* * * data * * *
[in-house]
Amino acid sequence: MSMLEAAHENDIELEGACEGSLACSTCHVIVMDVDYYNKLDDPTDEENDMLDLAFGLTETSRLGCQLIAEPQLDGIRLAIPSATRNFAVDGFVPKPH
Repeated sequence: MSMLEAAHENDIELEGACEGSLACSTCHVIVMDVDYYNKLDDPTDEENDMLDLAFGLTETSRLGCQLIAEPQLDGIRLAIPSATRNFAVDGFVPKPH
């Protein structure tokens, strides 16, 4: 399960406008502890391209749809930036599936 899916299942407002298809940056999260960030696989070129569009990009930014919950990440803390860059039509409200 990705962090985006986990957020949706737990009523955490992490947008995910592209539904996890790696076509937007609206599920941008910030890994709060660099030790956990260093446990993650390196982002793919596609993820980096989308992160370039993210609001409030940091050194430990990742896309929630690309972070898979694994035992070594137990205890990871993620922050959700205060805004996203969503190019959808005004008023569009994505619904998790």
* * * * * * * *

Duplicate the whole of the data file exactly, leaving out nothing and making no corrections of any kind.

[in-house]
Amino acid sequence: MSMLEAAHENDIELEGACEGSLACSTCHVIVMDVDYYNKLDDPTDEENDMLDLAFGLTETSRLGCQLIAEPQLDGIRLAIPSATRNFAVDGFVPKPH
Repeated sequence: MSMLEAAHENDIELEGACEGSLACSTCHVIVMDVDYYNKLDDPTDEENDMLDLAFGLTETSRLGCQLIAEPQLDGIRLAIPSATRNFAVDGFVPKPH
């Protein structure tokens, strides 16, 4: 399960406008502890391209749809930036599936 899916299942407002298809940056999260960030696989070129569009990009930014919950990440803390860059039509409200 990705962090985006986990957020949706737990009523955490992490947008995910592209539904996890790696076509937007609206599920941008910030890994709060660099030790956990260093446990993650390196982002793919596609993820980096989308992160370039993210609001409030940091050194430990990742896309929630690309972070898979694994035992070594137990205890990871993620922050959700205060805004996203969503190019959808005004008023569009994505619904998790």